By Albert Cook Outler
This quantity within the Library of Christian Classics deals translations of Augustine's Confessions and Enchiridion.
Long well-known for the standard of its translations, introductions, explanatory notes, and indexes, the Library of Christian Classics offers students and scholars with glossy English translations of a few of the main major Christian theological texts in heritage. via those works--each written sooner than the top of the 16th century--contemporary readers may be able to interact the information that experience formed Christian theology and the church during the centuries.
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Extra info for Augustine: Confessions and Enchiridion
O rottenness! O monstrousness of life and abyss of death! Could I find pleasure only in what was unlawful, and only because it was unlawful? CHAPTER VII 15. "What shall I render unto the Lord" 16 for the fact that while my memory recalls these things my soul no longer fears them? I will love thee, O Lord, and thank thee, and confess to thy name, because thou hast put away from me such wicked and evil deeds. To thy grace I attribute it and to thy mercy, that thou hast melted away my sin as if it were ice.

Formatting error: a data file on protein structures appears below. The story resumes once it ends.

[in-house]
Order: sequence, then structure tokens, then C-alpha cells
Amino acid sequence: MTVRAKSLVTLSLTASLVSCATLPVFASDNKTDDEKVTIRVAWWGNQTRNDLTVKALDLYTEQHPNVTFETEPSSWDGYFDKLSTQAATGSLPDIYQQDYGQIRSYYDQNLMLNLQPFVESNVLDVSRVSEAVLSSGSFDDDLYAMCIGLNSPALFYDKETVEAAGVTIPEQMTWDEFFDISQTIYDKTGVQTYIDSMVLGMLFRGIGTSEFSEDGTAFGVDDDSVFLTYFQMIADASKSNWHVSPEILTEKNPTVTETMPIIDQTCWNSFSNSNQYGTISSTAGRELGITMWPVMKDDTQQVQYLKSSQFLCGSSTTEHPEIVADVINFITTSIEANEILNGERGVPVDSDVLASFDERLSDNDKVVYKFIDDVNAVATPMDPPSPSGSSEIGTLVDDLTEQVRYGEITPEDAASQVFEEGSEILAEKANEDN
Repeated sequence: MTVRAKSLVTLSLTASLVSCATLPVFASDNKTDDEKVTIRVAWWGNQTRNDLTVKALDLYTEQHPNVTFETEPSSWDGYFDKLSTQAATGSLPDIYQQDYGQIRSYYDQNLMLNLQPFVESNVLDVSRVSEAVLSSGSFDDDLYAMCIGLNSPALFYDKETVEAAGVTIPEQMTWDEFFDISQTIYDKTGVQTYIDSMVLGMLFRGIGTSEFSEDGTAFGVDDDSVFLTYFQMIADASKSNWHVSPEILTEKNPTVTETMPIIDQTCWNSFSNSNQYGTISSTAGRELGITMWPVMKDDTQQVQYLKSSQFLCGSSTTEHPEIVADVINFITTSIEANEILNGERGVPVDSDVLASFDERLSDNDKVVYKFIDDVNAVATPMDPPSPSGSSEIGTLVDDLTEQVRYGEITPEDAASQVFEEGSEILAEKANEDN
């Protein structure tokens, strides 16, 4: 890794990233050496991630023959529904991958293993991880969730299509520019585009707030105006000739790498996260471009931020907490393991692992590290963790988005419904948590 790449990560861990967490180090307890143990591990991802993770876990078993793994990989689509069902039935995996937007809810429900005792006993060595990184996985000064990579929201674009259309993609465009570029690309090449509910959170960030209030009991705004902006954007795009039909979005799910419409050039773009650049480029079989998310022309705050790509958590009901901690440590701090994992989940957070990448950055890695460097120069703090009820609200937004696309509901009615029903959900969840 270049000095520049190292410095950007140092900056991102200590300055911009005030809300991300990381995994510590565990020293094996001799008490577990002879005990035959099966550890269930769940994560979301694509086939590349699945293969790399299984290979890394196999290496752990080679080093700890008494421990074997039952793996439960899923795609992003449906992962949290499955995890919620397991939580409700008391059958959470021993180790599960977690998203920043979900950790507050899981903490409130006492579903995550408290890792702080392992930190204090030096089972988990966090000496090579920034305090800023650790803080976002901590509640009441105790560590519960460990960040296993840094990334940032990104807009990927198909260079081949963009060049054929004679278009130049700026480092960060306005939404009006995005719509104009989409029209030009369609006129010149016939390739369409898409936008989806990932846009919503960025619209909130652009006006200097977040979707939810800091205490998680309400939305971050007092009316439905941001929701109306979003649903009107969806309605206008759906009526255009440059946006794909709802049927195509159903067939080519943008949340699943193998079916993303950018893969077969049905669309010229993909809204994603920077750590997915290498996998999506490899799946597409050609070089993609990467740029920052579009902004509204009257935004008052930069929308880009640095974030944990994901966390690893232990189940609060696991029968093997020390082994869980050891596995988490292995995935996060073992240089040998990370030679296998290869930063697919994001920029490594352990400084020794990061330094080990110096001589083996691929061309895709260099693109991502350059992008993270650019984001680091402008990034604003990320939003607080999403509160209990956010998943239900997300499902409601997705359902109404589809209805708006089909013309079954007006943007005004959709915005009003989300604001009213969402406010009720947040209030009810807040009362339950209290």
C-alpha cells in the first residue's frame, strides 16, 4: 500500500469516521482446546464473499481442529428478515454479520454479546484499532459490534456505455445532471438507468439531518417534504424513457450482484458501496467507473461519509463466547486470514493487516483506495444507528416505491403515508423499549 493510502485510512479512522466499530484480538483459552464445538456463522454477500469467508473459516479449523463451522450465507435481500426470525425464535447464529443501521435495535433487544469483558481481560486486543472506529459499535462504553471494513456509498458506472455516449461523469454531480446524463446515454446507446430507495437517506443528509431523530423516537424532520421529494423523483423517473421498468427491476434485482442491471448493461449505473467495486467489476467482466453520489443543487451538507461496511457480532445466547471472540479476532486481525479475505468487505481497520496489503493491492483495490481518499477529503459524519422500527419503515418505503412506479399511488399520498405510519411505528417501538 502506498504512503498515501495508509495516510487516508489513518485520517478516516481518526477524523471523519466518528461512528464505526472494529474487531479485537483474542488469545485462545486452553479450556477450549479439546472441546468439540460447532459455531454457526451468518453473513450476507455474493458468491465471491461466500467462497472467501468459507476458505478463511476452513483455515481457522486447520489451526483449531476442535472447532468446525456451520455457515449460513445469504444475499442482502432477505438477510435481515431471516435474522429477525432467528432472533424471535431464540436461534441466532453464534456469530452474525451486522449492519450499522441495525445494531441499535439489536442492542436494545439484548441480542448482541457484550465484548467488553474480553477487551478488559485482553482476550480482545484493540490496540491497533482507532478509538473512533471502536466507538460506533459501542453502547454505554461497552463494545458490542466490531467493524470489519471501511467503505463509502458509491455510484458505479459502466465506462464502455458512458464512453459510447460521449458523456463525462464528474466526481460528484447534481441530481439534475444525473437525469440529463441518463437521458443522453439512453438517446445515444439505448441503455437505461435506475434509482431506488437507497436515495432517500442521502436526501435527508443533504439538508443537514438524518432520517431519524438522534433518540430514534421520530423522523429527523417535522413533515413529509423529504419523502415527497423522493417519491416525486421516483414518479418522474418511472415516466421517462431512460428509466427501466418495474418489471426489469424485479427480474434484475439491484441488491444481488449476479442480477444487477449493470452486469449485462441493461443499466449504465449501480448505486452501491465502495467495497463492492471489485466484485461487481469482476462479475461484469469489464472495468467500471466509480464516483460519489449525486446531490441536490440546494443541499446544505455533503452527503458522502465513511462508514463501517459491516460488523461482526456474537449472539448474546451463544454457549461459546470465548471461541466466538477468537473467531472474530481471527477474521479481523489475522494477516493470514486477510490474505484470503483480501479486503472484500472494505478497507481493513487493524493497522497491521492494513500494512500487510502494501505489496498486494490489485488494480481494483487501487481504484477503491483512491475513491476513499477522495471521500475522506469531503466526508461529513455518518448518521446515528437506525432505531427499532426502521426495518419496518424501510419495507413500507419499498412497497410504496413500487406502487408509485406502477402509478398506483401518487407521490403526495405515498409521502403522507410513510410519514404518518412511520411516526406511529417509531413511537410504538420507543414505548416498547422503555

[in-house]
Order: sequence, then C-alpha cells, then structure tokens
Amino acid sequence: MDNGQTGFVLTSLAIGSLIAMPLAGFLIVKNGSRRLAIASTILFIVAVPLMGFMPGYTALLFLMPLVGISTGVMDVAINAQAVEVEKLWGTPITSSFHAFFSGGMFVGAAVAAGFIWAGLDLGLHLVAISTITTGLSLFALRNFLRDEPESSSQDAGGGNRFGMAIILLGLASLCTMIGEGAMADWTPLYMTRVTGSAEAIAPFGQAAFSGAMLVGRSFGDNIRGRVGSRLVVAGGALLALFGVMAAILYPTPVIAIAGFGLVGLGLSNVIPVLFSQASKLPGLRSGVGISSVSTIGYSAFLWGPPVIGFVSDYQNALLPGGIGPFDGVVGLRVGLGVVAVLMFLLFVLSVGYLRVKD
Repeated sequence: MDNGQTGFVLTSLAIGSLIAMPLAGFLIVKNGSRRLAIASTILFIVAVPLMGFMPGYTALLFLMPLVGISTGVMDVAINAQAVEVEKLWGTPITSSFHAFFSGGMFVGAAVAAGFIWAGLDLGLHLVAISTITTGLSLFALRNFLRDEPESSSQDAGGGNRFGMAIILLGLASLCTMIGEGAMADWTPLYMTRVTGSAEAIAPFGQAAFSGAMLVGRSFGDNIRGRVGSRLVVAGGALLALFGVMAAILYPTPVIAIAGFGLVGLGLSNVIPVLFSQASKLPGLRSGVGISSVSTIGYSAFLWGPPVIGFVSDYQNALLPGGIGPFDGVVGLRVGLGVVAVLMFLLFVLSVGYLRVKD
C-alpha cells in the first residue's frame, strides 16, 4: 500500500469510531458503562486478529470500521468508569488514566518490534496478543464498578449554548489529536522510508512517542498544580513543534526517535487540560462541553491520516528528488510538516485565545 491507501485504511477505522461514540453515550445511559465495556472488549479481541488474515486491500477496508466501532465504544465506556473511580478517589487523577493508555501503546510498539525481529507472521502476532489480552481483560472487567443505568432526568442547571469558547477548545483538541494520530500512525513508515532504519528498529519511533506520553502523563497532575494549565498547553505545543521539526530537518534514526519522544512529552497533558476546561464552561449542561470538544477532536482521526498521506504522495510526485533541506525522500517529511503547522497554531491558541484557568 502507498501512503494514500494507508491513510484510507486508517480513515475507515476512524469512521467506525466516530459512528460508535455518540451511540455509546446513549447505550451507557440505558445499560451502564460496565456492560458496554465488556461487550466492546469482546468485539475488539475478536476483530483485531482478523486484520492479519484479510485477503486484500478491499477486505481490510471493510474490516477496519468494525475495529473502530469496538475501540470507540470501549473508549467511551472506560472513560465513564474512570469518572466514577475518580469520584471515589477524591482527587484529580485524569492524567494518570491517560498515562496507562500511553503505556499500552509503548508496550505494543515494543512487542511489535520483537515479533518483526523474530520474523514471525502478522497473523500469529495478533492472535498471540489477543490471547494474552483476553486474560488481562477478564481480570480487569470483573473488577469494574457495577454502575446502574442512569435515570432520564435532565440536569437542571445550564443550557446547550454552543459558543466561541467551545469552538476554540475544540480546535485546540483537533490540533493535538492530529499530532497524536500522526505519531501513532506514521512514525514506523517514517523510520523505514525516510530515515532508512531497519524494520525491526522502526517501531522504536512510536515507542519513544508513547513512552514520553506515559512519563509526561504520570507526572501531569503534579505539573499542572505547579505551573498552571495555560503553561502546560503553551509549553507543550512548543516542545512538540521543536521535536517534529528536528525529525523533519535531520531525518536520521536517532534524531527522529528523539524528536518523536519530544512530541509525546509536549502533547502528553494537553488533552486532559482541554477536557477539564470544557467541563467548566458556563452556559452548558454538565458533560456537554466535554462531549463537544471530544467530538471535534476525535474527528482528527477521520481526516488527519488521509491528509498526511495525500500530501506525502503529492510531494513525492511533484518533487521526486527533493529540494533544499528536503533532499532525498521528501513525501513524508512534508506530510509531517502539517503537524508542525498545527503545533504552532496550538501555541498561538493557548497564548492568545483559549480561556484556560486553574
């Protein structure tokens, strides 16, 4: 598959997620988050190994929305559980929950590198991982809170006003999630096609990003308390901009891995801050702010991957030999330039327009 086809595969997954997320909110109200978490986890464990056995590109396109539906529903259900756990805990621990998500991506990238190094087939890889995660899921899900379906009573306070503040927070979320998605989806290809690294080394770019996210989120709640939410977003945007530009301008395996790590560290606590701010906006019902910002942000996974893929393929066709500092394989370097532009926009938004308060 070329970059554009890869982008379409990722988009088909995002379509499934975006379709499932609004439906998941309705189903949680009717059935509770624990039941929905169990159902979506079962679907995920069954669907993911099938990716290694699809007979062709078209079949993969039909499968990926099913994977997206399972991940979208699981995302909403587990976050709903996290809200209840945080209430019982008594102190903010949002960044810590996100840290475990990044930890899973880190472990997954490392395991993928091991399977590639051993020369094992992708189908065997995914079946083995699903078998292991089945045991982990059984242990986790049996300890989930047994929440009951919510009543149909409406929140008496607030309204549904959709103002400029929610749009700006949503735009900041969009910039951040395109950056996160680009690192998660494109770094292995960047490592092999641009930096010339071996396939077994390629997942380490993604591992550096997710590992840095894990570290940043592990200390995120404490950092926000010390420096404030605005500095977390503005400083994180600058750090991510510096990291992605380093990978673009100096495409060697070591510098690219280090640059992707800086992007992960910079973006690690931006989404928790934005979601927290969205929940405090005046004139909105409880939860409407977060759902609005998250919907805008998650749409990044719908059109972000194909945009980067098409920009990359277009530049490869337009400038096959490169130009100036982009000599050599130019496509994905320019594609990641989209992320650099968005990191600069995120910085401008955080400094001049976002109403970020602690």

Would a man commit murder without a motive, taking delight simply in the act of murder? Who would believe such a thing? Even for that savage and brutal man [Catiline], of whom it was said that he was gratuitously wicked and cruel, there is still a motive assigned to his deeds. " 13 And to what purpose? Why, even this: that, having once got possession of the city through his practice of his wicked ways, he might gain honors, empire, and wealth, and thus be exempt from the fear of the laws and from financial difficulties in supplying the needs of his family— and from the consciousness of his own wickedness.
Then whose words were they but thine which by my mother, thy faithful handmaid, thou didst pour into my ears? None of them, however, sank into my heart to make me do anything. " These appeared to me but womanish counsels, which I would have blushed to obey. Yet they were from thee, and I knew it not. I thought that thou wast silent and that it was only she who spoke. " 10 But I did not realize this, and rushed on headlong with such blindness that, among my friends, I was ashamed to be less shameless than they, when I heard them boasting of their disgraceful exploits—yes, and glorying all the more the worse their baseness was.
Augustine: Confessions and Enchiridion by Albert Cook Outler